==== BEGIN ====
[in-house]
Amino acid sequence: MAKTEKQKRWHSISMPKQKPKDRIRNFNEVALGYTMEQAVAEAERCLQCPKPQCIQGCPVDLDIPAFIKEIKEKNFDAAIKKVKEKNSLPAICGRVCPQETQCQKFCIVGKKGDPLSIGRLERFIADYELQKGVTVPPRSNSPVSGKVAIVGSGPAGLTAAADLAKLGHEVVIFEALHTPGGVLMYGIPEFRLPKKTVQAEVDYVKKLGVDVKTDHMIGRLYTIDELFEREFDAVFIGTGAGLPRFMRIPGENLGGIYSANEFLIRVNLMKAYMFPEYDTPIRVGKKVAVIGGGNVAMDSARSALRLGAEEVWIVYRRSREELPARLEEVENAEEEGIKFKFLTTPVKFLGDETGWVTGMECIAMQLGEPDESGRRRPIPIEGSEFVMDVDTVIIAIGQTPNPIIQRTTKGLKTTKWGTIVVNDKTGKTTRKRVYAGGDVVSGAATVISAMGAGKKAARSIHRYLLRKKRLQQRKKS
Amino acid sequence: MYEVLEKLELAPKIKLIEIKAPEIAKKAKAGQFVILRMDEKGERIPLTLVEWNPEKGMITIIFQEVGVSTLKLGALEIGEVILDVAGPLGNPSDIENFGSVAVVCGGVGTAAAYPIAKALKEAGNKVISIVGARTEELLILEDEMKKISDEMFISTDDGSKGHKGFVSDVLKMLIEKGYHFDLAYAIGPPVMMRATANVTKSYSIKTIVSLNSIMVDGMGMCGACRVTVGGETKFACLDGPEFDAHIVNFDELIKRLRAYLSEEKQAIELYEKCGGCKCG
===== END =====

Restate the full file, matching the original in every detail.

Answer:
[in-house]
Amino acid sequence: MAKTEKQKRWHSISMPKQKPKDRIRNFNEVALGYTMEQAVAEAERCLQCPKPQCIQGCPVDLDIPAFIKEIKEKNFDAAIKKVKEKNSLPAICGRVCPQETQCQKFCIVGKKGDPLSIGRLERFIADYELQKGVTVPPRSNSPVSGKVAIVGSGPAGLTAAADLAKLGHEVVIFEALHTPGGVLMYGIPEFRLPKKTVQAEVDYVKKLGVDVKTDHMIGRLYTIDELFEREFDAVFIGTGAGLPRFMRIPGENLGGIYSANEFLIRVNLMKAYMFPEYDTPIRVGKKVAVIGGGNVAMDSARSALRLGAEEVWIVYRRSREELPARLEEVENAEEEGIKFKFLTTPVKFLGDETGWVTGMECIAMQLGEPDESGRRRPIPIEGSEFVMDVDTVIIAIGQTPNPIIQRTTKGLKTTKWGTIVVNDKTGKTTRKRVYAGGDVVSGAATVISAMGAGKKAARSIHRYLLRKKRLQQRKKS
Amino acid sequence: MYEVLEKLELAPKIKLIEIKAPEIAKKAKAGQFVILRMDEKGERIPLTLVEWNPEKGMITIIFQEVGVSTLKLGALEIGEVILDVAGPLGNPSDIENFGSVAVVCGGVGTAAAYPIAKALKEAGNKVISIVGARTEELLILEDEMKKISDEMFISTDDGSKGHKGFVSDVLKMLIEKGYHFDLAYAIGPPVMMRATANVTKSYSIKTIVSLNSIMVDGMGMCGACRVTVGGETKFACLDGPEFDAHIVNFDELIKRLRAYLSEEKQAIELYEKCGGCKCG